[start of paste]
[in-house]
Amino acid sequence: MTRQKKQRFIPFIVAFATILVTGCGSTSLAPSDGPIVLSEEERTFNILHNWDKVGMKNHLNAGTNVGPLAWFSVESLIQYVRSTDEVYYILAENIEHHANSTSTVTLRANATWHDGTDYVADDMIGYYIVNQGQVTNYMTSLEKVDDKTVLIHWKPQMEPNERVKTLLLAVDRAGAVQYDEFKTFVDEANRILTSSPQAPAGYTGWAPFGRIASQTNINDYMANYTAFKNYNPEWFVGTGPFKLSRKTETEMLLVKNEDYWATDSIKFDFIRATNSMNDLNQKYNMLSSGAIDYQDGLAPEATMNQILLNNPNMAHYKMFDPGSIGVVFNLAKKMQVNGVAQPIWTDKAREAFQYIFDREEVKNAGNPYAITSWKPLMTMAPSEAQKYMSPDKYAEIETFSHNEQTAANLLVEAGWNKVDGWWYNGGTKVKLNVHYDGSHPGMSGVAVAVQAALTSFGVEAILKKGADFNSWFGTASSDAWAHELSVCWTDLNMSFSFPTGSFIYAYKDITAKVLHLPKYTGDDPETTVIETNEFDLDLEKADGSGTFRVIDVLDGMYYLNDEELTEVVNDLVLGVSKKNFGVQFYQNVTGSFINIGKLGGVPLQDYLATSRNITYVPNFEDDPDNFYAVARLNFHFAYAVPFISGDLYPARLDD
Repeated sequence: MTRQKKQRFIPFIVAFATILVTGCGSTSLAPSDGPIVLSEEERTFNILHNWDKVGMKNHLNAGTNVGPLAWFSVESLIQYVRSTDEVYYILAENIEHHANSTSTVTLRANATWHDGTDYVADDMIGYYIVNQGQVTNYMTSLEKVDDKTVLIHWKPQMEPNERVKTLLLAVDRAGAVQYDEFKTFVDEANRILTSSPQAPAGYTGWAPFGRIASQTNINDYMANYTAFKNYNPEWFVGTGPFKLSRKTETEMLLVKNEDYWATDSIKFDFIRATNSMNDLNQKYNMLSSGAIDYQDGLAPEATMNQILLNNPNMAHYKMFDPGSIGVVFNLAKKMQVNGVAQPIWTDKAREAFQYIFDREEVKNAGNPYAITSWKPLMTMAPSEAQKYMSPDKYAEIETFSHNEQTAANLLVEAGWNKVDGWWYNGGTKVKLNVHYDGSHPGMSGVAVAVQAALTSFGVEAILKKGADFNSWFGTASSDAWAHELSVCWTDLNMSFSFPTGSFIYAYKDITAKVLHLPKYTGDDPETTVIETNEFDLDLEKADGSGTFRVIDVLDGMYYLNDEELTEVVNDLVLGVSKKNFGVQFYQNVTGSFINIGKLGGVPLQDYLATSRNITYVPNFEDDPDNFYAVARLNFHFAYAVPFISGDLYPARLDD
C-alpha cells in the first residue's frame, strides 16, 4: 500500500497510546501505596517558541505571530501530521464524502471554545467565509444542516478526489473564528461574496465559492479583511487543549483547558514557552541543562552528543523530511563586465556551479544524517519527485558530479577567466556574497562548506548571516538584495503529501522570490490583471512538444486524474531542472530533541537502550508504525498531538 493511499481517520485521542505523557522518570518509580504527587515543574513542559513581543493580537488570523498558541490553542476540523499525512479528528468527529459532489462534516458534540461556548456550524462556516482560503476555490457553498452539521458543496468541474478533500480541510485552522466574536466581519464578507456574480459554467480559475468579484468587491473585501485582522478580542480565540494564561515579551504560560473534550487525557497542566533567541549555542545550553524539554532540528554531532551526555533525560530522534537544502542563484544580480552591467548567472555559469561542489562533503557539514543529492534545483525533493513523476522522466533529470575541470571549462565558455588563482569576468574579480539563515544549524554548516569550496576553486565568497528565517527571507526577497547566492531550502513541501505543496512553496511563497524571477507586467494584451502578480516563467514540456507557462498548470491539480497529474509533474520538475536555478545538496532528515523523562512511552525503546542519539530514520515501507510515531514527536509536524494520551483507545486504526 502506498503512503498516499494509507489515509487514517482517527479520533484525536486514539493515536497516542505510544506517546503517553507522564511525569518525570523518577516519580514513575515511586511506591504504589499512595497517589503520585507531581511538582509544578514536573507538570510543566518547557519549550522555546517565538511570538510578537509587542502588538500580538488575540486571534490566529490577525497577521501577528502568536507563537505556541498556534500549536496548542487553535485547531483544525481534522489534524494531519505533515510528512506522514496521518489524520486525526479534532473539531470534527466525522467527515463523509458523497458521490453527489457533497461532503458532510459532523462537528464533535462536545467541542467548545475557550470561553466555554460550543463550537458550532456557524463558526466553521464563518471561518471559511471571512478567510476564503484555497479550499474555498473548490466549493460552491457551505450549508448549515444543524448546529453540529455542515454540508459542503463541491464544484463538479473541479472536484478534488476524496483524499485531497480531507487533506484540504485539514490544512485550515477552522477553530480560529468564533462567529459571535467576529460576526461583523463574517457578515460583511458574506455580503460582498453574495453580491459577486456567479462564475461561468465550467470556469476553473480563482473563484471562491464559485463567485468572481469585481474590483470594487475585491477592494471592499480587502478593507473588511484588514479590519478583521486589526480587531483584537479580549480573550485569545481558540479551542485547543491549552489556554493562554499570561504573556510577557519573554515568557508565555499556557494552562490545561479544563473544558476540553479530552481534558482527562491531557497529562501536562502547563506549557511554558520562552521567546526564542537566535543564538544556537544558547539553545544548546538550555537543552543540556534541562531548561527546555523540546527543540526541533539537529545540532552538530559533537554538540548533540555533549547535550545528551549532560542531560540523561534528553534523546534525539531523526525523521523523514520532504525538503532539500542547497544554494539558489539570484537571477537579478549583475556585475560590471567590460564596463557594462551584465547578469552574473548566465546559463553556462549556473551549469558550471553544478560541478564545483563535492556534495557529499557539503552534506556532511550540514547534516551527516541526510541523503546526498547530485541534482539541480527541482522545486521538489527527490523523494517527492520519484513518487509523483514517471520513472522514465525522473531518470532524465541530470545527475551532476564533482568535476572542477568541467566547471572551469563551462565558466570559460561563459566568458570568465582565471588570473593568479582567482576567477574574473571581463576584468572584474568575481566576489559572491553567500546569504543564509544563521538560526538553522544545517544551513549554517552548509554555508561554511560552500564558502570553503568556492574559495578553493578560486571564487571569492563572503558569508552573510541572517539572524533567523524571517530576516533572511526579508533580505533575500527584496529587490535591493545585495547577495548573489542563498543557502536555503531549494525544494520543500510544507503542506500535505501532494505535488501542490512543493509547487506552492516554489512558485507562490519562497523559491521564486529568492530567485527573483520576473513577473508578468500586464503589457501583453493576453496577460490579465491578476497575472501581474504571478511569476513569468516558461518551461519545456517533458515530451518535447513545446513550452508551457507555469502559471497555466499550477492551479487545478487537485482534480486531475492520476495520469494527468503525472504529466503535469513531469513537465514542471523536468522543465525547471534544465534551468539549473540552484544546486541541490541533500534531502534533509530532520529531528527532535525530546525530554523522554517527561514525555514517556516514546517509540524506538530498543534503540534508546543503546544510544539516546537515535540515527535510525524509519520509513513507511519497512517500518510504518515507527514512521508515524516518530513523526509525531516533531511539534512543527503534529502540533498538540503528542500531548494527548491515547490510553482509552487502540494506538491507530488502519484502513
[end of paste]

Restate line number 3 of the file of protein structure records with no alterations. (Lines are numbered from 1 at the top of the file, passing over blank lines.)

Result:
Repeated sequence: MTRQKKQRFIPFIVAFATILVTGCGSTSLAPSDGPIVLSEEERTFNILHNWDKVGMKNHLNAGTNVGPLAWFSVESLIQYVRSTDEVYYILAENIEHHANSTSTVTLRANATWHDGTDYVADDMIGYYIVNQGQVTNYMTSLEKVDDKTVLIHWKPQMEPNERVKTLLLAVDRAGAVQYDEFKTFVDEANRILTSSPQAPAGYTGWAPFGRIASQTNINDYMANYTAFKNYNPEWFVGTGPFKLSRKTETEMLLVKNEDYWATDSIKFDFIRATNSMNDLNQKYNMLSSGAIDYQDGLAPEATMNQILLNNPNMAHYKMFDPGSIGVVFNLAKKMQVNGVAQPIWTDKAREAFQYIFDREEVKNAGNPYAITSWKPLMTMAPSEAQKYMSPDKYAEIETFSHNEQTAANLLVEAGWNKVDGWWYNGGTKVKLNVHYDGSHPGMSGVAVAVQAALTSFGVEAILKKGADFNSWFGTASSDAWAHELSVCWTDLNMSFSFPTGSFIYAYKDITAKVLHLPKYTGDDPETTVIETNEFDLDLEKADGSGTFRVIDVLDGMYYLNDEELTEVVNDLVLGVSKKNFGVQFYQNVTGSFINIGKLGGVPLQDYLATSRNITYVPNFEDDPDNFYAVARLNFHFAYAVPFISGDLYPARLDD